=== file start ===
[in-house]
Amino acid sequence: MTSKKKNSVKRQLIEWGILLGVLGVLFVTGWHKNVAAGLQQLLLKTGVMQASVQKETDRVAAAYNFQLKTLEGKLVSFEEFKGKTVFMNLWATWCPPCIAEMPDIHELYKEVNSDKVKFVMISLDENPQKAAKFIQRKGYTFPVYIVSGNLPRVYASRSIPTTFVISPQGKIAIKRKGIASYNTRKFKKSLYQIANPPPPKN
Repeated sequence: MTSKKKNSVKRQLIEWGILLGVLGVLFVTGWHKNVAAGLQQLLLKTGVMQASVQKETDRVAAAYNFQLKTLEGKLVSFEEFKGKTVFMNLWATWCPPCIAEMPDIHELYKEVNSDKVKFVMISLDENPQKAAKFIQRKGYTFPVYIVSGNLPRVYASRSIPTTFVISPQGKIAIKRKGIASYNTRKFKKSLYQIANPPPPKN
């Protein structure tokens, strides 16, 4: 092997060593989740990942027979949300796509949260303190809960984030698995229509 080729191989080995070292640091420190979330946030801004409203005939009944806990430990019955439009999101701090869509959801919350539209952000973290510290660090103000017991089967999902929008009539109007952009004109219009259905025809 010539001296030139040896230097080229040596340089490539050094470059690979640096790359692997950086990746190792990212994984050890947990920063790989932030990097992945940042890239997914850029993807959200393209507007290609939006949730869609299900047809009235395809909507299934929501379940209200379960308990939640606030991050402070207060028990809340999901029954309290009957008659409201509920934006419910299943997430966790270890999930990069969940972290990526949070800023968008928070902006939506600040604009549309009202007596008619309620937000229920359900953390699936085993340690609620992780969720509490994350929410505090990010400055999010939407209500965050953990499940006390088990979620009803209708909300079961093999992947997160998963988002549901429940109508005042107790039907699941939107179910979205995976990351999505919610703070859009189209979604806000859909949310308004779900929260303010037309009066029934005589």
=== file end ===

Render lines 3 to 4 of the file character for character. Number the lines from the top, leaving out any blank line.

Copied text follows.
Repeated sequence: MTSKKKNSVKRQLIEWGILLGVLGVLFVTGWHKNVAAGLQQLLLKTGVMQASVQKETDRVAAAYNFQLKTLEGKLVSFEEFKGKTVFMNLWATWCPPCIAEMPDIHELYKEVNSDKVKFVMISLDENPQKAAKFIQRKGYTFPVYIVSGNLPRVYASRSIPTTFVISPQGKIAIKRKGIASYNTRKFKKSLYQIANPPPPKN
């Protein structure tokens, strides 16, 4: 092997060593989740990942027979949300796509949260303190809960984030698995229509 080729191989080995070292640091420190979330946030801004409203005939009944806990430990019955439009999101701090869509959801919350539209952000973290510290660090103000017991089967999902929008009539109007952009004109219009259905025809 010539001296030139040896230097080229040596340089490539050094470059690979640096790359692997950086990746190792990212994984050890947990920063790989932030990097992945940042890239997914850029993807959200393209507007290609939006949730869609299900047809009235395809909507299934929501379940209200379960308990939640606030991050402070207060028990809340999901029954309290009957008659409201509920934006419910299943997430966790270890999930990069969940972290990526949070800023968008928070902006939506600040604009549309009202007596008619309620937000229920359900953390699936085993340690609620992780969720509490994350929410505090990010400055999010939407209500965050953990499940006390088990979620009803209708909300079961093999992947997160998963988002549901429940109508005042107790039907699941939107179910979205995976990351999505919610703070859009189209979604806000859909949310308004779900929260303010037309009066029934005589």